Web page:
What You Should Know Before Attending Your First Wine Auction

Traditionally, auctions are associated exclusively with the artwork of old masters. With the expansion into other luxury collectors items such as wine it’s worth knowing a few things about how wine auctions operate before you take part.

A household name is Sotheby’s on New Bond Street that sets standards for others to follow a similar format. As a matter of fact, you don’t even need to be present to bid and there’s always an auction around the corner.

Who should collect wine?

Lovers of wine and spirits are diverse – 90% of those who collect and sell wine at auctions are individuals, who have collected with passion over the years.

Why sell? It is better to consign bottles to auctions, rather than let them perish and oxidate. Auction is a good way to make a profit that can be reinvested in a new winery.

Here’s what you should know before you attend: 

1. Know What You Want

Determine your objectives. Are you filling in gaps in a pre-existing collection or are you looking to increase your cellar inventory? Do you want to only invest? What regions do you want to concentrate on? This is a saturated world so have an idea of what you’d like to achieve by attending.

2. Look at the Catalog

Auction houses  will offer catalogs in advance and know the difference between the wines. Wines kept in professional or home temperature- and humidity-controlled storage are preferable to collections housed in natural or “passive” cellars, because the latter are often subject to temperature fluctuations, which can affect wines adversely. Pay attention to ullage levels, as the air space between the cork and the liquid is a barometer of a wine’s health.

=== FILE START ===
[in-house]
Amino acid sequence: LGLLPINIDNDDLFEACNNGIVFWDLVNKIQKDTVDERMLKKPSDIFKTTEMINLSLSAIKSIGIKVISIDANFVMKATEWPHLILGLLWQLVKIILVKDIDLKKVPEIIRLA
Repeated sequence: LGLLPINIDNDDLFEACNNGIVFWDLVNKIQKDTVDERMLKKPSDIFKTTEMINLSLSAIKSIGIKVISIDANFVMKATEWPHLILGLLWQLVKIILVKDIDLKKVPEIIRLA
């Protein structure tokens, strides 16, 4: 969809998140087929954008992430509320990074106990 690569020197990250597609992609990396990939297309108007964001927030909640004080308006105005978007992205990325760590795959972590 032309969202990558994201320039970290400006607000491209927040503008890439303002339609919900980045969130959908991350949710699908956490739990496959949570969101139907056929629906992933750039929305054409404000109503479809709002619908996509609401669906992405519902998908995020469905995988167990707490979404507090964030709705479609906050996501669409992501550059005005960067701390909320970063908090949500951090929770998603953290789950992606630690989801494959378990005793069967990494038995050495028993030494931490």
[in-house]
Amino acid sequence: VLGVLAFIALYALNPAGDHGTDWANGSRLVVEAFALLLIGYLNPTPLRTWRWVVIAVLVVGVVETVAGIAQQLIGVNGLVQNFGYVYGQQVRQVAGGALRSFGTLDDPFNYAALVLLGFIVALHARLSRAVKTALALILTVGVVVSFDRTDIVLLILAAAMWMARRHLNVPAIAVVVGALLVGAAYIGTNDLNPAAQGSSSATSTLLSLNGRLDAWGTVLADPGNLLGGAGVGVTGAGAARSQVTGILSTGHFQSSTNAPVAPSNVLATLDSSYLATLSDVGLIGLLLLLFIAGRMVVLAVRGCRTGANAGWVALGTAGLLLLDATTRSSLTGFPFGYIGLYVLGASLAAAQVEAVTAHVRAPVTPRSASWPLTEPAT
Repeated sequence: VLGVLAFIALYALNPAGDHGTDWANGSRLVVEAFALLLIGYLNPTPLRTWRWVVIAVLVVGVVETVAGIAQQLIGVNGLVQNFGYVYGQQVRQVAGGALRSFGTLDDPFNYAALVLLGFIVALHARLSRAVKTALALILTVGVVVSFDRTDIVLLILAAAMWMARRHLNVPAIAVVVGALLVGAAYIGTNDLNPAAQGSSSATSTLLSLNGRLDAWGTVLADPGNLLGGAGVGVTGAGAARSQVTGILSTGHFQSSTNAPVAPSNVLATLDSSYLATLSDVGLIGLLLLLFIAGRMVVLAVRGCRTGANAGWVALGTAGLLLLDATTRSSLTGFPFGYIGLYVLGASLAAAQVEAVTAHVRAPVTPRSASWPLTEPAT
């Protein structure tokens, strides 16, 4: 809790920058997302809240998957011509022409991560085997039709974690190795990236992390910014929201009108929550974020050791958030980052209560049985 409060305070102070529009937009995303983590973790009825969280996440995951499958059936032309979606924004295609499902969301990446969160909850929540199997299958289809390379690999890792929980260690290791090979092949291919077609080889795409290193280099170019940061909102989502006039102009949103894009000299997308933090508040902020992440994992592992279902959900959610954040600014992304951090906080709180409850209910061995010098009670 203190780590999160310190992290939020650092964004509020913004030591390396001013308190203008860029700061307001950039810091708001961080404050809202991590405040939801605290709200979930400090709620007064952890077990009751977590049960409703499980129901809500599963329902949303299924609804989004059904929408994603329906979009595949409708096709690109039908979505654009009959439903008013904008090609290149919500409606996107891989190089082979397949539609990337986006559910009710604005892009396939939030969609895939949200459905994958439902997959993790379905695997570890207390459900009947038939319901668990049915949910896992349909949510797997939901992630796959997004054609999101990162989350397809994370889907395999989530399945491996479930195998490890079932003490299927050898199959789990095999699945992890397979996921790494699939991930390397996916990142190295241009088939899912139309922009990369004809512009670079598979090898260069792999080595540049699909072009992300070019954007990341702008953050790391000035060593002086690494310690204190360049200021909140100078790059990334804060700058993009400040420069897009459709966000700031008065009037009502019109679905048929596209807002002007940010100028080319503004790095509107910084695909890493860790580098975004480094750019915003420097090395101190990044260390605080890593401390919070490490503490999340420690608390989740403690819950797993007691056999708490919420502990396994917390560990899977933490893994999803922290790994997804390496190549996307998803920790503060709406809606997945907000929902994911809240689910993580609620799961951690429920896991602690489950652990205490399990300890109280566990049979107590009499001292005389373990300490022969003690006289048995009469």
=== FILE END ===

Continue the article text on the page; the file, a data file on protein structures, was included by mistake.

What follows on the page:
3. Know the Price Tag

Cross-reference retail prices and estimates. Wine Spectator.com’s Auction Price Database is available as part of an online membership and covers approximately 10,000 cellar-worthy listings, serving as a gauge of the “going rates” at auctions.

4. Don’t Expect a Bargain

Auctions are usually based on previous hammer prices for the identical wine. You can’t expect going into an auction and getting a good deal. Typically, all wine at an auction has a reserve which refers to sum agreed upon between the consignor and the auction house below which the wine cannot be sold and is set somewhere between 80 and 100 percent of the low estimate. Not all wine an auction will be sold. Also, be prepared for the auction to move quickly so make your decisions quickly.

5. Consider a Test Run

Auctions can get emotional, especially because they can move quickly and be fast paced. The best way for a first-time auctiongoer to get the hang of the live-auction process is to attend a sale with no intention of actually bidding. Auctions are typically free to attend with a small fee of presale wine tastings. Observe the bidding floor so there are less surprises for when you’re ready to partake.

How do you bid?

Everyone has their own personal bidding style. Just like with any other auction – some raise their paddle at the outset of a lot and lower it only when they have secured the item or when the bidding exceeds their spending limit. One method that’s found effective for high-priced wines is to enter the fray at the very last minute, when the high bidder thinks he has secured the prize. This tends to throw off the person who thought the lot was going to be his or hers.


Affluence Avenue is Toronto's First Luxury Lifestyle Guide focusing on business & career, epicurean, travel, arts and culture.

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